As we adjust to life in America after spending most of our lives in Congo, I continue to follow our final project. The project is at the village of Kinkosi. Kinkosi is about 15 miles away from Kikongo in a straight line. I flew there three or four times to project the JESUS film. I sometimes rode there by bicycle, taking shortcuts across the valleys, and visiting villages along the way.
Historically, Kinkosi is the village that welcomed the first missionaries to this area. It was the faith of the people of Kinkosi that so impressed the missionaries that the Congo Missions Conference of 1928 decided to establish a new mission in the are.
Pioneer missionaries Charles and Viola Smith were then sent to Kinkosi to prospect the area to find a site for a new station. After three months, the present Kikongo site was selected. Thus, Kikongo’s roots are at Kinkosi.
People are already anticipating Kikongo’s centennial celebration. Kikongo was founded in June of 1929. I have insisted that Kikongo cannot celebrate it’s own centennial without recognizing our roots at Kinkosi. 1926 marks the birth of the Kinkosi church when Seventy nine people were baptized. Thus, Kinkosi’s centennial is only five years away.
For nearly fourty years, Kinkosi’s cement brick church has remained uncompleted. A number of times, thatch roofs were put up, but they all deteriorated over time. We decided as a church district, we needed to honor the church of Kinkosi by helping them complete their church construction. Upon inspection, however, we discovered that the walls did not have a suitable foundation. In order to hold the weight of a roof, we had to start from the beginning with a new building and foundation.
We have built on the original site of the old church, and noticed that the size is just a little bit wider than Sim’s Chapel in Kinshasa. Sims Chapel is a clay brick church that was built at the Baptist compound by Dr. Aaron Sims on the bank of the Congo river in 1891. It stands as the oldest building in all of Kinshasa. We decided to build the church at Kinkosi on a plan similar to the historic Sim’s Chapel.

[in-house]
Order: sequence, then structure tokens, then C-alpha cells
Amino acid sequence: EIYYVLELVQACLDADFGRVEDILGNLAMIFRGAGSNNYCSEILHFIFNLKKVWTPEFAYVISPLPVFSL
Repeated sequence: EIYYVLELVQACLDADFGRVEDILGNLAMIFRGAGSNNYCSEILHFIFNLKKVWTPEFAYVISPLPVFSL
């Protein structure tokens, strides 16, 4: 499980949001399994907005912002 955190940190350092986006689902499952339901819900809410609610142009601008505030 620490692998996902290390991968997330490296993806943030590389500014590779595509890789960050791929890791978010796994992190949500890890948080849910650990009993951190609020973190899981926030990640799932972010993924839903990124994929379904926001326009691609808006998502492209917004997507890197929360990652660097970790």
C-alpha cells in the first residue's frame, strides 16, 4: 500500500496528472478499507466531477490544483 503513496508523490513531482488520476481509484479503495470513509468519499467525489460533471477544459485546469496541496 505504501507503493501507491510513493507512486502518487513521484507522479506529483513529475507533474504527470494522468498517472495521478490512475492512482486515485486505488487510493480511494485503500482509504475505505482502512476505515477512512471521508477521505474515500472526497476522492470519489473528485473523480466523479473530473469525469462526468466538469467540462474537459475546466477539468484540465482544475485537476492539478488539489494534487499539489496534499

We drew up an agreement that we would provide most of the construction material, and pay the salaries of the two visiting builders. Kinkosi would feed and house the builders, and collect the local material; sand, stone, water, and lumber.
It is amazing how the project has united the people of Kinkosi. No one is above the task of walking down to the stream to bring up a load of stone or sand. From the elders to the youngsters to the old ladies, everyone has been involved. One day, there were 18 young men at our Kikongo doorstep. They had walked from Kinkosi to get some roofing material that had been deposited at Kikongo. They walked all day, spent the night at Kikongo, then walked back to Kinkosi with the load the next day. On another occasion, the village contacted some men who had a chain saw to come and cut them some lumber. The youth then had to carry lumber 8 km. from the forest to the church.
One old man at Kinkosi who has been interested in the building of the church has been named “Simeon”. He is unable to carry anything, and can barely walk, but sits outside his house every day keeping a close eye on the progress. He has siad that he is not going to die until he sees the church completed. The villagers named him
Simeon because he reminded them of the Simeon in the temple of Jerusalem who as an old man was not going to die until he had seen the Messiah.
Everyone who comes through Kinkosi is so impressed with the building. News has spread far and wide about the wonderful building going up to honor the faith of their ancestors. There is no other church building like this in the villages around Kikongo.
I had hoped to have an opening ceremony before we departed, but the project had not been completed. Since our departure, the roof has gone up, the cement floor has been poured, and the interior and exterior walls have been plastered. The main door and pulpit have been built, and they will little by little begin building benches.
The church at Kinkosi, our final building project and a tribute to the faith of our elders, both missionary and Congolese who have built a lasting legacy of fulfilling the vision of taking the Gospel to the ends of the earth.